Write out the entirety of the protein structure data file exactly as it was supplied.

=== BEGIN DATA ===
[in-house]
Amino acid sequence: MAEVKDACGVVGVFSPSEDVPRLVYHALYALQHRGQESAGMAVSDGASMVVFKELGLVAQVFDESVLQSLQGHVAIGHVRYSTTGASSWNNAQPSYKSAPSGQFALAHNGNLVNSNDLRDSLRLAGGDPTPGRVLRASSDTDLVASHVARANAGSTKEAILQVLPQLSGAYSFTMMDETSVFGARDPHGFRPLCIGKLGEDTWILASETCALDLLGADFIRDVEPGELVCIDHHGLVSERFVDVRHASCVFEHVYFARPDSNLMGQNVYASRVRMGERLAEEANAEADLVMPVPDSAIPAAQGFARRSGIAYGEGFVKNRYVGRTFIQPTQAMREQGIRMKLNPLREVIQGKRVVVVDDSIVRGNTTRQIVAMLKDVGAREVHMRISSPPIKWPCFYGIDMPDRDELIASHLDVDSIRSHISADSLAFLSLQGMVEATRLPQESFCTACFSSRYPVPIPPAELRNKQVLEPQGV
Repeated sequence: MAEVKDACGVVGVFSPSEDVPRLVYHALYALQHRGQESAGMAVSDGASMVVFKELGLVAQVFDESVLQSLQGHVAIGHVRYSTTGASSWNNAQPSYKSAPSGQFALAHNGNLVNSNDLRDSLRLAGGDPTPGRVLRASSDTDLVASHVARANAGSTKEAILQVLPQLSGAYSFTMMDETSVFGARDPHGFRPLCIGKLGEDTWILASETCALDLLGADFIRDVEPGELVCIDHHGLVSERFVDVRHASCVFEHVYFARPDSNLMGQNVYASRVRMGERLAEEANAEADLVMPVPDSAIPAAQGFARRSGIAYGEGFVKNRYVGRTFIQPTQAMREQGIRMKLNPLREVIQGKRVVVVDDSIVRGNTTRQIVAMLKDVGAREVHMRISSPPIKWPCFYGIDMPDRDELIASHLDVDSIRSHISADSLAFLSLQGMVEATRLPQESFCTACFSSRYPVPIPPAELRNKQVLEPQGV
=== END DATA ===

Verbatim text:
[in-house]
Amino acid sequence: MAEVKDACGVVGVFSPSEDVPRLVYHALYALQHRGQESAGMAVSDGASMVVFKELGLVAQVFDESVLQSLQGHVAIGHVRYSTTGASSWNNAQPSYKSAPSGQFALAHNGNLVNSNDLRDSLRLAGGDPTPGRVLRASSDTDLVASHVARANAGSTKEAILQVLPQLSGAYSFTMMDETSVFGARDPHGFRPLCIGKLGEDTWILASETCALDLLGADFIRDVEPGELVCIDHHGLVSERFVDVRHASCVFEHVYFARPDSNLMGQNVYASRVRMGERLAEEANAEADLVMPVPDSAIPAAQGFARRSGIAYGEGFVKNRYVGRTFIQPTQAMREQGIRMKLNPLREVIQGKRVVVVDDSIVRGNTTRQIVAMLKDVGAREVHMRISSPPIKWPCFYGIDMPDRDELIASHLDVDSIRSHISADSLAFLSLQGMVEATRLPQESFCTACFSSRYPVPIPPAELRNKQVLEPQGV
Repeated sequence: MAEVKDACGVVGVFSPSEDVPRLVYHALYALQHRGQESAGMAVSDGASMVVFKELGLVAQVFDESVLQSLQGHVAIGHVRYSTTGASSWNNAQPSYKSAPSGQFALAHNGNLVNSNDLRDSLRLAGGDPTPGRVLRASSDTDLVASHVARANAGSTKEAILQVLPQLSGAYSFTMMDETSVFGARDPHGFRPLCIGKLGEDTWILASETCALDLLGADFIRDVEPGELVCIDHHGLVSERFVDVRHASCVFEHVYFARPDSNLMGQNVYASRVRMGERLAEEANAEADLVMPVPDSAIPAAQGFARRSGIAYGEGFVKNRYVGRTFIQPTQAMREQGIRMKLNPLREVIQGKRVVVVDDSIVRGNTTRQIVAMLKDVGAREVHMRISSPPIKWPCFYGIDMPDRDELIASHLDVDSIRSHISADSLAFLSLQGMVEATRLPQESFCTACFSSRYPVPIPPAELRNKQVLEPQGV